This is not a book about Seaby's colour prints and producing a scholarly catalogue, useful as it would be, would have been a long and very difficult task. High standards have recently set by James Trollope for Eric Slater (2012), Timothy Dickson for Leonard Beaumont (2013) and most remarkably Robert Meyrick for Sydney Lee (2013). Seaby produced more prints than any of them, around 100 full-size colour woodcuts over his long career, many without titles, and none that I can think of with dates. Yet a check-list for many of his woodcuts, with titles and dates, has been in existence for many years (and I have a copy) and what mars this book are the mistakes with both dates and titles that could have been avoided. Unaccountably, the authors also give descriptive ie invented titles without placing them in brackets to make clear the titles are unknown. So, Twins (1936) becomes 'Goats and kids' early 1930s, Tutankhamen's burial place (1925)  becomes 'Valley of the Kings' Egypt, early 1920s, Rotherfield Mill, Sussex (1935) is relocated to Brill in Oxfordshire during the 1940s, and what must be Black, white and grey (1936), showing a hutchful of rabbits, becomes the delightful 'Happy family'!

I could go on but should now deal with the tricky topic of early colour woodcut in Britain. No one should approach this minefield without considerable preparation and absolute caution. Robert Meyrick did a concise and informed job as part of his essay on Sydney Lee (and there was perhaps only one mistake) and James Trollope, not being a specialist, wisely left his remarks about colour woodcut to the final section. What made Martin Andrews attempt the write a five page summary of  'The colour woodcut movement' and where did the material come from? There are no notes, and I wonder how any of this will strike readers new to the subject. 'Artist and teacher' and 'The colour woodcut movement' are riddled with errors and what I can only take to be assumptions.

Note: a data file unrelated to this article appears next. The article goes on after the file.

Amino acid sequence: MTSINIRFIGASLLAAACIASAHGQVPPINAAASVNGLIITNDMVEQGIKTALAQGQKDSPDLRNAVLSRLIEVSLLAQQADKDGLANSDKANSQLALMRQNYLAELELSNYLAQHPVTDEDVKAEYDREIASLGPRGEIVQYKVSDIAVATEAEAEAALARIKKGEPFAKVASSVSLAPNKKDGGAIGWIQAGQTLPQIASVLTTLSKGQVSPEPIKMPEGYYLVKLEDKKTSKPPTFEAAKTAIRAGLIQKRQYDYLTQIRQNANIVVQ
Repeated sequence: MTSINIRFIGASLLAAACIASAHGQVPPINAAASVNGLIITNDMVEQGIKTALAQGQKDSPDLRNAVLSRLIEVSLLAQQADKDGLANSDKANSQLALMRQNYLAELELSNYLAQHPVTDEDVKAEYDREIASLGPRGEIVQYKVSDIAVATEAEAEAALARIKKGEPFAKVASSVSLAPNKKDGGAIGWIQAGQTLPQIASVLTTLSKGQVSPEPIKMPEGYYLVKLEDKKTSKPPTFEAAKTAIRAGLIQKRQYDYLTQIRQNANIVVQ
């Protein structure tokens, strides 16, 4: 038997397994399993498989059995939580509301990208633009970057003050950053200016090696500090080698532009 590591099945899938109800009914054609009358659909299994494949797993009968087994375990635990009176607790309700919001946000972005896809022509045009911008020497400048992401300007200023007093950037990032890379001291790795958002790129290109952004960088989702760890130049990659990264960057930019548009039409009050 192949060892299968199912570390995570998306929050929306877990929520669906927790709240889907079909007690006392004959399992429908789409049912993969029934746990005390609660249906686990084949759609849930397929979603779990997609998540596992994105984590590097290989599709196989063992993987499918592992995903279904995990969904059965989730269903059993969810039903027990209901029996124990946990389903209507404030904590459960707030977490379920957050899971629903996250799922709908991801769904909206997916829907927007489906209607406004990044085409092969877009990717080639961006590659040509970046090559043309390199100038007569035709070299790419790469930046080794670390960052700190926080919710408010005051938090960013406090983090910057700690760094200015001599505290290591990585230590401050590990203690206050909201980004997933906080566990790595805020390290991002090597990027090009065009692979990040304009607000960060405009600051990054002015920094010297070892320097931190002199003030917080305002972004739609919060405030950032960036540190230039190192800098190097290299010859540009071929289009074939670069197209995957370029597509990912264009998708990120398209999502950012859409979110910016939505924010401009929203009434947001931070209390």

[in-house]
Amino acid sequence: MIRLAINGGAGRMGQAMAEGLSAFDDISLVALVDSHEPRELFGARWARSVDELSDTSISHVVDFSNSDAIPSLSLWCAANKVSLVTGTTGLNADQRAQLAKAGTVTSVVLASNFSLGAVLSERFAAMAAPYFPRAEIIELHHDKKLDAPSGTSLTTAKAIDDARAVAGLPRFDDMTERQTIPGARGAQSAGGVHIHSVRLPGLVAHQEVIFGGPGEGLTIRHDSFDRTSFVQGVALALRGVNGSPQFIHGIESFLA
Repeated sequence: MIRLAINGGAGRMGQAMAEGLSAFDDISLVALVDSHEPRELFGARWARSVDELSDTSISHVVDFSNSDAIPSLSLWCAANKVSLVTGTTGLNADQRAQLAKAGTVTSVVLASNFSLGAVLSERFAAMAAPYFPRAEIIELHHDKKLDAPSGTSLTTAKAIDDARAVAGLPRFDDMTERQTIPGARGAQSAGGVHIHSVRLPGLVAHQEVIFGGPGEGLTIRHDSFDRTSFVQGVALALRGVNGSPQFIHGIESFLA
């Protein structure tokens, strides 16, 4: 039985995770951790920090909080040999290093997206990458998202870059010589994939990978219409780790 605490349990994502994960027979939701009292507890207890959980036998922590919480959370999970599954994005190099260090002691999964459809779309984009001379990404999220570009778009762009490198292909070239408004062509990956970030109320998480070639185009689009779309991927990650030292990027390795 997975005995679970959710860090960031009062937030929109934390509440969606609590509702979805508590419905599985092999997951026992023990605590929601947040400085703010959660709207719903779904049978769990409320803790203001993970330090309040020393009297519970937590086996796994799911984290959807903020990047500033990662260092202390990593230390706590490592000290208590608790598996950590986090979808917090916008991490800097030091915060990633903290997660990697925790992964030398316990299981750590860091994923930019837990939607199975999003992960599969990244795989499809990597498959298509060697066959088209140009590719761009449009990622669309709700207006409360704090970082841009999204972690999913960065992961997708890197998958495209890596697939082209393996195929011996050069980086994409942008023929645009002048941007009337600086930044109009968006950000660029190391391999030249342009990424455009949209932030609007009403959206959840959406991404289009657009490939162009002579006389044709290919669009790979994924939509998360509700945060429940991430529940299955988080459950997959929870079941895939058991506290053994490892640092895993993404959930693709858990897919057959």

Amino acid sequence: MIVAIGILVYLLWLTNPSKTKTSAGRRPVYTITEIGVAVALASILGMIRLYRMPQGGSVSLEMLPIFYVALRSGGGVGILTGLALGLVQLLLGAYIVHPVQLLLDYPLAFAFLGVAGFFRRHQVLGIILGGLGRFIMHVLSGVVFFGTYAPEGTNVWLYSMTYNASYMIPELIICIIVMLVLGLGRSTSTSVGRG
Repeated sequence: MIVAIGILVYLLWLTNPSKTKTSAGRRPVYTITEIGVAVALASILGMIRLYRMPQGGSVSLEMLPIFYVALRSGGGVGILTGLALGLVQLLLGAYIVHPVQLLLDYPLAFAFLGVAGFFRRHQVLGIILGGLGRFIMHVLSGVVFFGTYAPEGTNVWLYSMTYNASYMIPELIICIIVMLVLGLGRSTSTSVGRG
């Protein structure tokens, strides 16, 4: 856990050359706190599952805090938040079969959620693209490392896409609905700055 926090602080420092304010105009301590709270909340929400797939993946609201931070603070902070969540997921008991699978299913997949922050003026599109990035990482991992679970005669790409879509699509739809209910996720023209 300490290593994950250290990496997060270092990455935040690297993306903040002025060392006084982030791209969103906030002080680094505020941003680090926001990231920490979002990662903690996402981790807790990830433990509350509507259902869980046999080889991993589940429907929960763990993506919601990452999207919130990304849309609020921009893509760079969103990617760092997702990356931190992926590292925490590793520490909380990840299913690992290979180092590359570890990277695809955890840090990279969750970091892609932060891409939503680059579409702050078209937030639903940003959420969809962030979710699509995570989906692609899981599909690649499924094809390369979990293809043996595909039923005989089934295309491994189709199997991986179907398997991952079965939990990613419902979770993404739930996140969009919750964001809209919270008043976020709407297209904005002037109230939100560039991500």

It would be easy (and unkind) to go through everything, but I was bemused to learn for instance that John Dickson Batten was studying at Reading School of Art  in 1876 (and perhaps he was) when he was still at Amersham Hall School, but then the notes are lacking. But the worst is reserved for Walter Crane who is made to give up an important post as principal of the Royal College of Art to take up a part-time position as director of an art department at a provincial extension college of Christchurch, Oxford. Crane left Reading for the Royal College when it was set up in 1898 and, frankly, it would have been sensible to have left Reading and the Royal College well alone. Suffice to say, more research was needed, or a lighter touch. It wouldn't have broken the bank if the history had been left to another day. Or to someone else.

Allen W Seaby, art and nature is published by Two Rivers Press at £12.99 and is available directly from them.